Specialising in commercial disputes and workplace conflict. International experience and expertise


The Nature of Conflict

Conflict is a normal part of life in personal relationships, neighbourhoods, communities, organisations and businesses. Conflict is part of the human condition; it happens every day. 

In organisations and businesses examples of conflict include:

  • Staff disagree amongst themselves about job boundaries, work priorities and responsibilities - some work doesn't get done, mistakes occur and supervisors have to intervene;

  • Staff disagree with their supervisors and managers about hours of work, approval to take leave, allocation of work and resources, and fair treatment – they become de-motivated and distressed;

  • Work groups argue about work priorities and responsibilities, and the allocation of work – they lose focus and become disruptive;

  • Unions disagree with management over employment conditions, OHS standards, and employee rights – they lodge claims and register disputes;

  • Executives and board members disagree on strategies, execution timelines and resource allocation – disagreements become time consuming and disruptive;

  • Customers argue with staff about service standards and product quality - they lodge complaints and take their issues to tribunals;

  • Suppliers dispute product and service specifications, prices and delivery schedules – they threaten legal action and with-hold services;

  • Business partners argue about the distribution of profits and the allocation of non-cash benefits – they lose focus, impetus and trust in each other;

  • Business unit managers argue about the use and application of resources and scarce capital – they fail to collaborate and waste precious time and energy.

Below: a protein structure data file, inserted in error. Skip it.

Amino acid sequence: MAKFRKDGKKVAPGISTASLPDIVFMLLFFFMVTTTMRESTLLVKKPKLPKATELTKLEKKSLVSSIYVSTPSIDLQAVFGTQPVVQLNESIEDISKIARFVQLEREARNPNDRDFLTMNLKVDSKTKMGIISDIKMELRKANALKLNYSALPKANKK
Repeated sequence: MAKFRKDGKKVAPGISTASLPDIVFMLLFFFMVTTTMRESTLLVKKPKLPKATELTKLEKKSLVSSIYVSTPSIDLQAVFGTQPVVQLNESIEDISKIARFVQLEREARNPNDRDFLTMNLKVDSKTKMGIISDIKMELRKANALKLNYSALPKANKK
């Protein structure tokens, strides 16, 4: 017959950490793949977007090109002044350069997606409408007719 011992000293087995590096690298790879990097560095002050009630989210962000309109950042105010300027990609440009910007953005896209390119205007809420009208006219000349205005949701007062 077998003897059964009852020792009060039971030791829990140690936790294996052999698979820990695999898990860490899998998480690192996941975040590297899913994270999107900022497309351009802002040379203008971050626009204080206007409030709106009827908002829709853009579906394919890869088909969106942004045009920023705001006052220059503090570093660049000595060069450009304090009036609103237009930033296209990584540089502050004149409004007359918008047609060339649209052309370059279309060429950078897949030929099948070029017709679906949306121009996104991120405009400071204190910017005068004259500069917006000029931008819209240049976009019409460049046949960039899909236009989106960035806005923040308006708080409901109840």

The existence of conflict is in itself not a bad thing if it is managed constructively, and in many cases it is.  The conflict which is not managed constructively however damages relationships and has a significant cost impact on the organisation or business.

In those cases where it is not managed well, a specialist in dispute resolution can often help. The timely application of ADR can reduce conflict and help preserve, and even improve, relationships between disaffected staff, managers, executives, customers, suppliers, business partners and unions.

Additionally, ADR processes are almost always less costly and less time consuming than litigation. Surveys in the UK and USA highlight that the cost of conflict to organisations can amount to a third of total employment costs (direct and indirect costs).  The cost of conflict is seen as having a “bottom line” consequence on a business’ profitability.

 

 

 

 

 

 

 

 

 

 

 

 

 

 

 

 

 

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